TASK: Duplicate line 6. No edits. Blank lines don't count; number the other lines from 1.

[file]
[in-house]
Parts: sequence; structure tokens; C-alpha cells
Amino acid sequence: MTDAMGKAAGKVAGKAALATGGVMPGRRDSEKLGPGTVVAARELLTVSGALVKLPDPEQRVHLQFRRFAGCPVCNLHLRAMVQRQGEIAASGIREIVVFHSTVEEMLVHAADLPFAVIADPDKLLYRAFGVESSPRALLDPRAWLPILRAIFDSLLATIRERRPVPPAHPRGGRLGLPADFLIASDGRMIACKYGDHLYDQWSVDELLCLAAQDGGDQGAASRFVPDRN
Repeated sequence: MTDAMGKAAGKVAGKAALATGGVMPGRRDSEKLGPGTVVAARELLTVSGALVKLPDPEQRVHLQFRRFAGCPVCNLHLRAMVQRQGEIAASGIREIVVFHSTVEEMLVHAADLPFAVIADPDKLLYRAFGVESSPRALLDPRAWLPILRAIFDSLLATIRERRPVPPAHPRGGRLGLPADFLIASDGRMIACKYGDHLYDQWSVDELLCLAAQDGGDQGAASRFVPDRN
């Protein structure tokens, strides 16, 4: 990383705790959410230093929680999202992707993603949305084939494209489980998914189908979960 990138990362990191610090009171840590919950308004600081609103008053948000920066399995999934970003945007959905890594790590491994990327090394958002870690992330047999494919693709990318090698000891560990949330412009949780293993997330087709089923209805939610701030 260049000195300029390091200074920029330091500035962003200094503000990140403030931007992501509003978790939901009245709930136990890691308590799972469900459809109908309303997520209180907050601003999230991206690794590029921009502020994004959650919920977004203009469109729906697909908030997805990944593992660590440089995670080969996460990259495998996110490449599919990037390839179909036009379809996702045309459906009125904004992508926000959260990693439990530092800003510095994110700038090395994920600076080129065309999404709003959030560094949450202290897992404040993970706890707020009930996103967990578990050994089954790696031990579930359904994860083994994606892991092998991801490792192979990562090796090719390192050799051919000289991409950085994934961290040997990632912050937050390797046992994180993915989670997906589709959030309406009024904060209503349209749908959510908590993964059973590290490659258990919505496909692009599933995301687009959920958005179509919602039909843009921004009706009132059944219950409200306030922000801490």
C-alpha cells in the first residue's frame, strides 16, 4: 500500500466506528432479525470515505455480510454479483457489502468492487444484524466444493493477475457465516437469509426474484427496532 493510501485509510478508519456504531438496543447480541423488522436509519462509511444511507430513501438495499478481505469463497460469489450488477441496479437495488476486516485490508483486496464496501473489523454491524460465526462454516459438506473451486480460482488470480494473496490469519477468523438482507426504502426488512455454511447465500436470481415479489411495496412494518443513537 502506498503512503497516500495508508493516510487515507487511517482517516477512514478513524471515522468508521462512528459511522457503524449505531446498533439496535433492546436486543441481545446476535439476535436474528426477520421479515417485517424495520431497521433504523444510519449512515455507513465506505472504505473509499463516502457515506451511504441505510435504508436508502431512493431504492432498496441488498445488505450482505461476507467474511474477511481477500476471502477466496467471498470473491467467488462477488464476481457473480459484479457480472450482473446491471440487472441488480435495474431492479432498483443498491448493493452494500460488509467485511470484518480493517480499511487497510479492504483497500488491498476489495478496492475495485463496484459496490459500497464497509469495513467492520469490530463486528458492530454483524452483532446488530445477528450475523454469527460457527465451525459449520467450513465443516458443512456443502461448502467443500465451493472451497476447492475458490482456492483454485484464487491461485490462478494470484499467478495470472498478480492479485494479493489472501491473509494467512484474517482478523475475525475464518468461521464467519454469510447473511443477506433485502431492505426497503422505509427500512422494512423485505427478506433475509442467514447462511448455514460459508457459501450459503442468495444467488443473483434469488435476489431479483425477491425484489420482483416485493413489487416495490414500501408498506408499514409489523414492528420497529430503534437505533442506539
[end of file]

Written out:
C-alpha cells in the first residue's frame, strides 16, 4: 500500500466506528432479525470515505455480510454479483457489502468492487444484524466444493493477475457465516437469509426474484427496532 493510501485509510478508519456504531438496543447480541423488522436509519462509511444511507430513501438495499478481505469463497460469489450488477441496479437495488476486516485490508483486496464496501473489523454491524460465526462454516459438506473451486480460482488470480494473496490469519477468523438482507426504502426488512455454511447465500436470481415479489411495496412494518443513537 502506498503512503497516500495508508493516510487515507487511517482517516477512514478513524471515522468508521462512528459511522457503524449505531446498533439496535433492546436486543441481545446476535439476535436474528426477520421479515417485517424495520431497521433504523444510519449512515455507513465506505472504505473509499463516502457515506451511504441505510435504508436508502431512493431504492432498496441488498445488505450482505461476507467474511474477511481477500476471502477466496467471498470473491467467488462477488464476481457473480459484479457480472450482473446491471440487472441488480435495474431492479432498483443498491448493493452494500460488509467485511470484518480493517480499511487497510479492504483497500488491498476489495478496492475495485463496484459496490459500497464497509469495513467492520469490530463486528458492530454483524452483532446488530445477528450475523454469527460457527465451525459449520467450513465443516458443512456443502461448502467443500465451493472451497476447492475458490482456492483454485484464487491461485490462478494470484499467478495470472498478480492479485494479493489472501491473509494467512484474517482478523475475525475464518468461521464467519454469510447473511443477506433485502431492505426497503422505509427500512422494512423485505427478506433475509442467514447462511448455514460459508457459501450459503442468495444467488443473483434469488435476489431479483425477491425484489420482483416485493413489487416495490414500501408498506408499514409489523414492528420497529430503534437505533442506539